Let me be up front about my biases:
- I will always prefer an album that synthesizes rather than sprawls
- I will always prefer an album with subtle and trained production
In terms of Electric Light Orchestra, I will take Discovery over Out of the Blue.
In terms of Miles Davis, I will take Kind of Blue over Bitches Brew.
In terms of Sol Seed, I will take The Spark over Family Tree.
There’s no metaphor here. There’s no subtle writing. Because that’s how I felt with Family Tree at first.
And I’m not criticizing the songwriting, mind you, (well the album can grow to bore me—but all things in due time), it’s the lyric writing that bothers me. Thankfully, the Sol Seeders only mosey on over to greener musical pastures with each studio offering. And Family Tree moves emphatically from Grown Deep.
Just listen to the production on the vocals.
Benny Pezzano’s voice just hums and vibrates with the music. Sorenson hips high where Guasco hops low.
And Lennon levels up.
From “Family Tree” to “The Balance,” his voice is a revelation. I don’t know how the hell he managed to transform his voice to that of a rastaman—but it’s so welcome. He funks on “Fresh Squeezed,” jokes on “Roach in the Water,” sizzles on “Madre Tierra,” spits on “Ego Balloon” and just straight kills me on “Waking Up.
Lennon’s voice does not belie unequal parts, rather, his voice is just the roar of the engine. When it goes, you know the rest of the car is too.
Lennon’s voice brings Sol Seed’s recipe to life, adding another layer to this reggae-infused onion when Michael Sorenson makes it bloom with some spice, becoming part-drummer, part-DJ.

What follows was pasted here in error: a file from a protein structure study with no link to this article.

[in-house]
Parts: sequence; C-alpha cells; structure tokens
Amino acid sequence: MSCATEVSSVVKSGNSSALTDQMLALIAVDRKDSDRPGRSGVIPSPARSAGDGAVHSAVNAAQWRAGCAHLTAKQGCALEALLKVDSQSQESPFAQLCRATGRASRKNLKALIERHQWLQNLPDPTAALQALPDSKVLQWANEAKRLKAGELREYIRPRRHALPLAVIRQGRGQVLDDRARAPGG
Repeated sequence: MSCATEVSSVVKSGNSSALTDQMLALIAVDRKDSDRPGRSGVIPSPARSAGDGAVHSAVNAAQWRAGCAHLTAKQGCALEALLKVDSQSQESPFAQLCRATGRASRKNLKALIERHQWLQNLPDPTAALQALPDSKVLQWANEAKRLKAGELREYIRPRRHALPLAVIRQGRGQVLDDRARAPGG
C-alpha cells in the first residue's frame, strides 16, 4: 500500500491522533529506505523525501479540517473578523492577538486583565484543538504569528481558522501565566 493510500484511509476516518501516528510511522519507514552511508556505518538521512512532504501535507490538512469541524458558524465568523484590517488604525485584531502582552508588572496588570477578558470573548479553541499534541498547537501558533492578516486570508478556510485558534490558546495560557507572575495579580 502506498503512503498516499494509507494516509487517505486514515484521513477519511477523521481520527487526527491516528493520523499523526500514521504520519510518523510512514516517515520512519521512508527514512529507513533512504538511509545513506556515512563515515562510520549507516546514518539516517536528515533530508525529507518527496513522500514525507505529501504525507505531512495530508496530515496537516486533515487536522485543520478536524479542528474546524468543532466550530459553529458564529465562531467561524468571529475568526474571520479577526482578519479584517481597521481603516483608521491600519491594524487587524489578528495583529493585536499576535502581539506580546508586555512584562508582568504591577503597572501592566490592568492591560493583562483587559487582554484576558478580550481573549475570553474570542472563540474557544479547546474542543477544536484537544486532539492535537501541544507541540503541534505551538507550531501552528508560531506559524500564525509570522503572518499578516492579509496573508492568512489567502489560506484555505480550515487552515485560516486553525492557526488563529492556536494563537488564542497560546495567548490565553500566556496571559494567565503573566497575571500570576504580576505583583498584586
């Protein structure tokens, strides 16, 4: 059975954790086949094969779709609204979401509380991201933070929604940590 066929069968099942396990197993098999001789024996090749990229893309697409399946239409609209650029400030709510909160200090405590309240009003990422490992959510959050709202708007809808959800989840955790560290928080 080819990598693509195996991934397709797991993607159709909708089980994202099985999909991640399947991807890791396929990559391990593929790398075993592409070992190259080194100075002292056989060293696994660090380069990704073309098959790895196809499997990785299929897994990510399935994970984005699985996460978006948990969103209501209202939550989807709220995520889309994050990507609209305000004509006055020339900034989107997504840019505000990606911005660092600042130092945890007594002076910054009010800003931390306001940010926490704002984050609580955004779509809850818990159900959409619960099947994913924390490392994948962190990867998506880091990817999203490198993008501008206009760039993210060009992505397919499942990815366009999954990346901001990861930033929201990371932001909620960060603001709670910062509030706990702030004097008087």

The mix between his drumming and DJing is on point and it only improves in a live environment. It’s amazing.
The band sounds gracious yet geared from the get-go, crafting a band anthem in “Family Tree” replete with reggaetón, record scratches and some swaggering horns. This is the band’s “Bad Company,” a title track resonating with more happiness and horns than Bad Company.
For real though, those horns carry not only the song, but fill the album nicely. The band allows for the different horn features to add a Latin flavor which works with their reggae style just as well as the hip-hop works with their reggae style.
But I’m not convinced they can juggle all three at the same time. Because when they do, something else suffers: the lyrics.
Sometimes they sound pretentious rather than gracious (“Family Tree”) and other times they talk past one another (“Mind to the World,” “Don’t Tell I”). It’s telling the number of elements they add—playing with fire can be fun, but juggling fire? That’s a different game altogether.
Go too fast and it can cause tracks to flame out. Go too long and it can fray the edges of the album, fatiguing the ears of the listener.
By album’s end, that fatigue creeps in as the luster Family Tree once possessed begins to disappear. By “The Journey” and “The Balance,” the album just needs to *Mortal Kombat voice* finish it.
A depressing thought when the former introduces Lewis’ vocals to the fold and the latter is as sweet as an album closer as one needs. But they suffer when the album’s pacing slogs from a sprint to a marathon.
Sol Seed should have split the album in two, exploring the Latin horns on one and the urban groove on the other. Instead, we have Family Tree. Yet just like any person’s family tree, sometimes looking past the warts is a necessity to enjoy the fruit.
Quick impressions: A sprawling and sometimes fatiguing album, Sol Seed’s family tree is a nonetheless effective showcase of what musical influences makes the band tick. Now if only they could synthesize and refine further…
Producers: Sol Seed
- “Family Tree” (feat. Connah Jay)
- “Rags to Wisdom” (feat. Matthew “Mookie” Tierney)
- “Fresh Squeezed” (feat. Graeme Pletscher)
- “Roach in the Water”
- “Madre Tierra” (feat. Frankie Hernandez)
- “Ego Balloon” (feat. Dusty Fuller)
- “Green Collar Life”
- “Waking Up”
- “Don’t Tell I”
- “Mind to the World”
- “The Journey”
- “The Balance”